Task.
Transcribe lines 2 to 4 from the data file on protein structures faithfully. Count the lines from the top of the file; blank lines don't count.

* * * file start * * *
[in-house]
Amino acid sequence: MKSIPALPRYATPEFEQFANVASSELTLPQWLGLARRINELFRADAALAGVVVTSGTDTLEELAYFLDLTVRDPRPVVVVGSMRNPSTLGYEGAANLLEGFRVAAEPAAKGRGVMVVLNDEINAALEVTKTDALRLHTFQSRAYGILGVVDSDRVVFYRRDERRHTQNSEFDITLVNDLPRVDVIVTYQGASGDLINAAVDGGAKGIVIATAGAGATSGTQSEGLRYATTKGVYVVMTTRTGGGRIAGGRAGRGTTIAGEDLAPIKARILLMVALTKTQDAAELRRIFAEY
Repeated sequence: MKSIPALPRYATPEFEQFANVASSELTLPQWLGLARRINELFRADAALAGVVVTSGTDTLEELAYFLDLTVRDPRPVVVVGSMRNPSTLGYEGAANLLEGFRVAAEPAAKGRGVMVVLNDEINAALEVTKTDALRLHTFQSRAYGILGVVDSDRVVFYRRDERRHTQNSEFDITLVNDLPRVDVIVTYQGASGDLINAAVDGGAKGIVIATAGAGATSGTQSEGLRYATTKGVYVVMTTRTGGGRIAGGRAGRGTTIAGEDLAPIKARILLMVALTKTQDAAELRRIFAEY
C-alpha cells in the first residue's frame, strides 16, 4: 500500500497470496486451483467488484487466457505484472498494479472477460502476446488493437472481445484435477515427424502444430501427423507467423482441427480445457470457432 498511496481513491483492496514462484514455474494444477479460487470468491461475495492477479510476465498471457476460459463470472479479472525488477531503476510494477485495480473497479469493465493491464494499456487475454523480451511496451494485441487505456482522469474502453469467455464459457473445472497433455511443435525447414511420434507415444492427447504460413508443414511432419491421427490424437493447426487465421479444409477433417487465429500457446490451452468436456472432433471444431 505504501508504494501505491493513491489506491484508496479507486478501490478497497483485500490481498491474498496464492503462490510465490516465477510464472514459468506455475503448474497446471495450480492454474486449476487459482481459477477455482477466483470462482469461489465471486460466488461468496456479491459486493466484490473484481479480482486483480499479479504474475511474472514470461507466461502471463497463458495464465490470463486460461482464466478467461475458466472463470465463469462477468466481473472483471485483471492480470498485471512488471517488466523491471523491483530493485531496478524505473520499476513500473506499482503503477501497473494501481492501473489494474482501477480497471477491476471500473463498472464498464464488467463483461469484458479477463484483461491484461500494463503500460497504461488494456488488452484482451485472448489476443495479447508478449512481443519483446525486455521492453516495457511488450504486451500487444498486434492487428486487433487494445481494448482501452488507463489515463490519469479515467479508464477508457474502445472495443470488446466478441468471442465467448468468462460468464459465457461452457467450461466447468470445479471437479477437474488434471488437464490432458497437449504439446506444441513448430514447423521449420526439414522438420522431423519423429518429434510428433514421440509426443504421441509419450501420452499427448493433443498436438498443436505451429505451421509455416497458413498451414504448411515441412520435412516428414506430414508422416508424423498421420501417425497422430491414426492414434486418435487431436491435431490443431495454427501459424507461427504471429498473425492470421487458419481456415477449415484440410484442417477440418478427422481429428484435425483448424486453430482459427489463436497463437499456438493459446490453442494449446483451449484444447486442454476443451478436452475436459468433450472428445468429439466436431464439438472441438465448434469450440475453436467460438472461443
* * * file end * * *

Amino acid sequence: MKSIPALPRYATPEFEQFANVASSELTLPQWLGLARRINELFRADAALAGVVVTSGTDTLEELAYFLDLTVRDPRPVVVVGSMRNPSTLGYEGAANLLEGFRVAAEPAAKGRGVMVVLNDEINAALEVTKTDALRLHTFQSRAYGILGVVDSDRVVFYRRDERRHTQNSEFDITLVNDLPRVDVIVTYQGASGDLINAAVDGGAKGIVIATAGAGATSGTQSEGLRYATTKGVYVVMTTRTGGGRIAGGRAGRGTTIAGEDLAPIKARILLMVALTKTQDAAELRRIFAEY
Repeated sequence: MKSIPALPRYATPEFEQFANVASSELTLPQWLGLARRINELFRADAALAGVVVTSGTDTLEELAYFLDLTVRDPRPVVVVGSMRNPSTLGYEGAANLLEGFRVAAEPAAKGRGVMVVLNDEINAALEVTKTDALRLHTFQSRAYGILGVVDSDRVVFYRRDERRHTQNSEFDITLVNDLPRVDVIVTYQGASGDLINAAVDGGAKGIVIATAGAGATSGTQSEGLRYATTKGVYVVMTTRTGGGRIAGGRAGRGTTIAGEDLAPIKARILLMVALTKTQDAAELRRIFAEY
C-alpha cells in the first residue's frame, strides 16, 4: 500500500497470496486451483467488484487466457505484472498494479472477460502476446488493437472481445484435477515427424502444430501427423507467423482441427480445457470457432 498511496481513491483492496514462484514455474494444477479460487470468491461475495492477479510476465498471457476460459463470472479479472525488477531503476510494477485495480473497479469493465493491464494499456487475454523480451511496451494485441487505456482522469474502453469467455464459457473445472497433455511443435525447414511420434507415444492427447504460413508443414511432419491421427490424437493447426487465421479444409477433417487465429500457446490451452468436456472432433471444431 505504501508504494501505491493513491489506491484508496479507486478501490478497497483485500490481498491474498496464492503462490510465490516465477510464472514459468506455475503448474497446471495450480492454474486449476487459482481459477477455482477466483470462482469461489465471486460466488461468496456479491459486493466484490473484481479480482486483480499479479504474475511474472514470461507466461502471463497463458495464465490470463486460461482464466478467461475458466472463470465463469462477468466481473472483471485483471492480470498485471512488471517488466523491471523491483530493485531496478524505473520499476513500473506499482503503477501497473494501481492501473489494474482501477480497471477491476471500473463498472464498464464488467463483461469484458479477463484483461491484461500494463503500460497504461488494456488488452484482451485472448489476443495479447508478449512481443519483446525486455521492453516495457511488450504486451500487444498486434492487428486487433487494445481494448482501452488507463489515463490519469479515467479508464477508457474502445472495443470488446466478441468471442465467448468468462460468464459465457461452457467450461466447468470445479471437479477437474488434471488437464490432458497437449504439446506444441513448430514447423521449420526439414522438420522431423519423429518429434510428433514421440509426443504421441509419450501420452499427448493433443498436438498443436505451429505451421509455416497458413498451414504448411515441412520435412516428414506430414508422416508424423498421420501417425497422430491414426492414434486418435487431436491435431490443431495454427501459424507461427504471429498473425492470421487458419481456415477449415484440410484442417477440418478427422481429428484435425483448424486453430482459427489463436497463437499456438493459446490453442494449446483451449484444447486442454476443451478436452475436459468433450472428445468429439466436431464439438472441438465448434469450440475453436467460438472461443